Japanese Vinegar

Japanese vinegar, 酢 (す), is commonly used in all sorts of cooking, including sushi, salad dressing, Japanese pickled dishes (i.e.sunomono, tsukemono), etc.

To name a few that are most common:

  • Kome-zu 米酢 (Rice Vinegar): Made from rice. It is sweeter, very mild and mellow compared to white vinegar and even Chinese rice vinegar.
  • Kokumotsu-su 穀物酢 (Grain Vinegar): Made from a mixture of grains such as rice, barley, and/or corn. It is the most standard and widely used vinegar in Japan.
  • Sushi-su すし酢 (Sushi Vinegar): It is specifically made for sushi. It is typically made with a combination of rice vinegar, salt and sugar. If you are out of sushi vinegar, you can mix it with the ratio of rice vinegar 6 : sugar 1: salt 1.
  • Pon-zu ポン酢: It is a citrus taste sauce which is made from rice vinegar, mirin, bonito fish flakes, kombu seaweed. It is not made by fermentation, therefore it is often categorized as a sauce rather as it is produced differently from an ordinary vinegar. The sour taste of this sauce resulted the word “su” (vinegar) in the name. And the beginning of the word “pon” originated from a now-obsolete Dutch word “pons” which means punch as in beverages made from fruit juices. Nowadays, even ponzu with added soy sauce is often referred simply as Ponzu.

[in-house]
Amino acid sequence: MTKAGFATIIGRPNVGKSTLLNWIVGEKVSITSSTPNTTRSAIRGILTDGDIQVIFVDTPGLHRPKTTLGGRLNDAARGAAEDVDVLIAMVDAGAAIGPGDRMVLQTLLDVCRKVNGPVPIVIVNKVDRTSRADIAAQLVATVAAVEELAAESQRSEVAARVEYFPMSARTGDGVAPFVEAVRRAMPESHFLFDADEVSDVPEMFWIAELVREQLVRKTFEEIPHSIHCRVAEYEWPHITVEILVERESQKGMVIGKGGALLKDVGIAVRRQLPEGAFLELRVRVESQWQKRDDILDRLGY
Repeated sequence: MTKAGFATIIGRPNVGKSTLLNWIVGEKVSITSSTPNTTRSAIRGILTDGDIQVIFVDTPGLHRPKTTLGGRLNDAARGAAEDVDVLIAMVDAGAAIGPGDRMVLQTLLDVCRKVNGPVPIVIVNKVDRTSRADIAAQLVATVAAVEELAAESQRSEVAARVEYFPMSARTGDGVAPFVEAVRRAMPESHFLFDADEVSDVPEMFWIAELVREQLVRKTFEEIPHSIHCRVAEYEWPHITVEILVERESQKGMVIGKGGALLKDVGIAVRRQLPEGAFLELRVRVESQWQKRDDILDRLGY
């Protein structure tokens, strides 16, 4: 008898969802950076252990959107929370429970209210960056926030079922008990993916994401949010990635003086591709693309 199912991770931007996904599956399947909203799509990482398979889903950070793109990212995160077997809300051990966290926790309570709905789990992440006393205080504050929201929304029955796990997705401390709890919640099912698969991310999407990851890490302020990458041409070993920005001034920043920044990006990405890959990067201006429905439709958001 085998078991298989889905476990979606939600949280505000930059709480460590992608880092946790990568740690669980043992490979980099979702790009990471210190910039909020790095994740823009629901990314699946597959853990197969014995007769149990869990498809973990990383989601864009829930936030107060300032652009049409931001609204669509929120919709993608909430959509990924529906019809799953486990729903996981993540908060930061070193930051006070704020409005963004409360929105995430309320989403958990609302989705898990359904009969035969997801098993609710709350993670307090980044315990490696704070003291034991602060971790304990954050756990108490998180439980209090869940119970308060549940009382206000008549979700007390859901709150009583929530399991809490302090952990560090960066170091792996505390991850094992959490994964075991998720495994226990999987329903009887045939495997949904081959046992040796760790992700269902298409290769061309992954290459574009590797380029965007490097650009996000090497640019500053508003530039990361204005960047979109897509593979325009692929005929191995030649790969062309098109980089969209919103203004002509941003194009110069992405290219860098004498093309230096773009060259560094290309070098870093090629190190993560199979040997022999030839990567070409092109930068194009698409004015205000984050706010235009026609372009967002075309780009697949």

• Kuro-zu 黒酢 (Black Vinegar): Made with matured grains. It is high in amino acids and is considered as a healthy drink.

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